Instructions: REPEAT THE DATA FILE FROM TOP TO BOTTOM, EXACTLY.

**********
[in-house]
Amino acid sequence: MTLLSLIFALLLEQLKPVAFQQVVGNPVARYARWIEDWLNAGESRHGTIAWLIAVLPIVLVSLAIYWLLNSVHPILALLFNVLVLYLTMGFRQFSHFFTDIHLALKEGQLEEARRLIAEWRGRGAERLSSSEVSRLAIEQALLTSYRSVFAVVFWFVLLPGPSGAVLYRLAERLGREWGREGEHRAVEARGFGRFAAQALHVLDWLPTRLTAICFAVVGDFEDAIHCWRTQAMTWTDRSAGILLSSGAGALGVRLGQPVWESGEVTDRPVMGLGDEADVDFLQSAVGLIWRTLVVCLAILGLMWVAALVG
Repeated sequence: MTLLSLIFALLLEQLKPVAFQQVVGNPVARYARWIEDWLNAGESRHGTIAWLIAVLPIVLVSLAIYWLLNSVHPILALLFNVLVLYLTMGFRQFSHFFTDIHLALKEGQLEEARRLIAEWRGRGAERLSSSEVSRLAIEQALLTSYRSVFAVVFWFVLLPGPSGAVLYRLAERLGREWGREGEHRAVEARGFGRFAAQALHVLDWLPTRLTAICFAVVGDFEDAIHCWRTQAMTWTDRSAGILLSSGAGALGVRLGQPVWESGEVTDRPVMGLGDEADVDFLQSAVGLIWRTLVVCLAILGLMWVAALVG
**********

[in-house]
Amino acid sequence: MTLLSLIFALLLEQLKPVAFQQVVGNPVARYARWIEDWLNAGESRHGTIAWLIAVLPIVLVSLAIYWLLNSVHPILALLFNVLVLYLTMGFRQFSHFFTDIHLALKEGQLEEARRLIAEWRGRGAERLSSSEVSRLAIEQALLTSYRSVFAVVFWFVLLPGPSGAVLYRLAERLGREWGREGEHRAVEARGFGRFAAQALHVLDWLPTRLTAICFAVVGDFEDAIHCWRTQAMTWTDRSAGILLSSGAGALGVRLGQPVWESGEVTDRPVMGLGDEADVDFLQSAVGLIWRTLVVCLAILGLMWVAALVG
Repeated sequence: MTLLSLIFALLLEQLKPVAFQQVVGNPVARYARWIEDWLNAGESRHGTIAWLIAVLPIVLVSLAIYWLLNSVHPILALLFNVLVLYLTMGFRQFSHFFTDIHLALKEGQLEEARRLIAEWRGRGAERLSSSEVSRLAIEQALLTSYRSVFAVVFWFVLLPGPSGAVLYRLAERLGREWGREGEHRAVEARGFGRFAAQALHVLDWLPTRLTAICFAVVGDFEDAIHCWRTQAMTWTDRSAGILLSSGAGALGVRLGQPVWESGEVTDRPVMGLGDEADVDFLQSAVGLIWRTLVVCLAILGLMWVAALVG